Realizing she had no other choice, she slowly turned. A man, a couple of inches taller than her and with a small pack over his shoulder, stood dripping wet before her. He appeared sturdy and there was a kindness in his face and a magnetism in his eyes. Unsure of who he was or to which side he belonged, she returned his greeting,
Noticing that she had stepped back from him, he offered an introduction.
“I did not mean to startle you. My name is Leal. I have been traveling since my home was destroyed in the fighting.”
“I am sorry to hear that,” she said, the words delivered without any feeling. Ordinarily, Victoire would have been more compassionate, but caution was no longer ever too abundantly used.
“Thank you.” Apparently, he had not noted the curtness in her voice. The rain gathered in little pools on the brim of his shabby cap and ran down the side of his face. Still uncertain of why he had interrupted her evening, they stood looking at each other.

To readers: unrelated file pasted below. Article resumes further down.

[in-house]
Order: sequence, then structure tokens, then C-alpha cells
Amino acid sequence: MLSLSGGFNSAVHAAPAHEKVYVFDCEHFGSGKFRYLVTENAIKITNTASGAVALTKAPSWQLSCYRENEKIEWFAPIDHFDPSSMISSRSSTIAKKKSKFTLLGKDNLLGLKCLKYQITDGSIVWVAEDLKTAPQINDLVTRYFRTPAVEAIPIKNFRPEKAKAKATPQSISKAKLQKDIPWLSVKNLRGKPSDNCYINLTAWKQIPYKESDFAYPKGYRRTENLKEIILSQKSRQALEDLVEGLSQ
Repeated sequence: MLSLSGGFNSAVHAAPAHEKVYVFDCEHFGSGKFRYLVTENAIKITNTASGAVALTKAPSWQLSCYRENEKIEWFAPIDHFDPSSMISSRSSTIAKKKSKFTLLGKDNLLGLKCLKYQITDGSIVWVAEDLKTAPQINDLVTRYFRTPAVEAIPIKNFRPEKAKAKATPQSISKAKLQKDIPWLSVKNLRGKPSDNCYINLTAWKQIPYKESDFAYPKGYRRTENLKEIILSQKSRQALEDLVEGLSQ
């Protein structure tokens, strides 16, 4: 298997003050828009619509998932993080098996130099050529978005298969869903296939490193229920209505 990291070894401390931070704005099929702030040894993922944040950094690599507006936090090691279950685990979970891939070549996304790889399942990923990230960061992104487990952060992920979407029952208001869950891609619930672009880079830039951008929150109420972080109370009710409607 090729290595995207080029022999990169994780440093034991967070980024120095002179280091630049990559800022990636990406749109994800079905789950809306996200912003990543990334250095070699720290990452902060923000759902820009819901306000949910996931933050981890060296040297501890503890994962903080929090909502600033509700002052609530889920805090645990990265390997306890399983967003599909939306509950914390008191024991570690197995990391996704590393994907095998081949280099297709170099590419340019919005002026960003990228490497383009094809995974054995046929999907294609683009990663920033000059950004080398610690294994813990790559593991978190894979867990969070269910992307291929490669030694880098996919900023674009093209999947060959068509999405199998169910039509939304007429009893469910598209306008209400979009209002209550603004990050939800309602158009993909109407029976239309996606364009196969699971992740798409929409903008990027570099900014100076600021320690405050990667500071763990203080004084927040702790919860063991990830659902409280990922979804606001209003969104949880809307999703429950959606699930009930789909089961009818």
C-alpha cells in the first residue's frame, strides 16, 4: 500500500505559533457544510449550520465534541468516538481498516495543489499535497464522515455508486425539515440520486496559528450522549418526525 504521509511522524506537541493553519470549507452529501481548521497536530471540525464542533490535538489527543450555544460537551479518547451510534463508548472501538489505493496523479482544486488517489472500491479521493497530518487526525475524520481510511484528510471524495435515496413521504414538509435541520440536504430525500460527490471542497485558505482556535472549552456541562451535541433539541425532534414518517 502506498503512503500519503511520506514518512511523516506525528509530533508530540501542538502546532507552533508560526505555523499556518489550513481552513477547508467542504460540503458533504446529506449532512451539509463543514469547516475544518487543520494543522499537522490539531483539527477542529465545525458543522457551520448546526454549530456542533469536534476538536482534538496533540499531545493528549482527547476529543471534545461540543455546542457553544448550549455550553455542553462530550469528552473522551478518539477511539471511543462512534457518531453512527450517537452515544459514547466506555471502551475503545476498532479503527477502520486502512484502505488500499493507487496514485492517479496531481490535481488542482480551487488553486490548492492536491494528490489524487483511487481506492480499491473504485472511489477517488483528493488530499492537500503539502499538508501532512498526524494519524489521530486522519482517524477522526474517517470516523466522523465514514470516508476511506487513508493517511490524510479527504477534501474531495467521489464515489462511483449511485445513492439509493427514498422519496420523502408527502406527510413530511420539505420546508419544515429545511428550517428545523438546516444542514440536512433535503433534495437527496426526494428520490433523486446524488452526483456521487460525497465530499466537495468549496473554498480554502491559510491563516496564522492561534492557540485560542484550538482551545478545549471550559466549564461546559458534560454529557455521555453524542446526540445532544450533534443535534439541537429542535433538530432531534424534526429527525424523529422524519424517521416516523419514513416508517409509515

“What is it that you wanted?” she said.
“I was hoping you might direct me toward the church.” This she had not expected.
“It is on the other side of town.”
“Much obliged.” He tipped his hat to her, sending a splash of water onto his coat.
Victoire turned to walk inside and then, as though there was a second hand on her shoulder— invisible this time, she stopped. Struck by inspiration, she turned back toward him.
Are you that Leal? Are you the Leal that we’ve been watching for two years? We did think that you were in this area.
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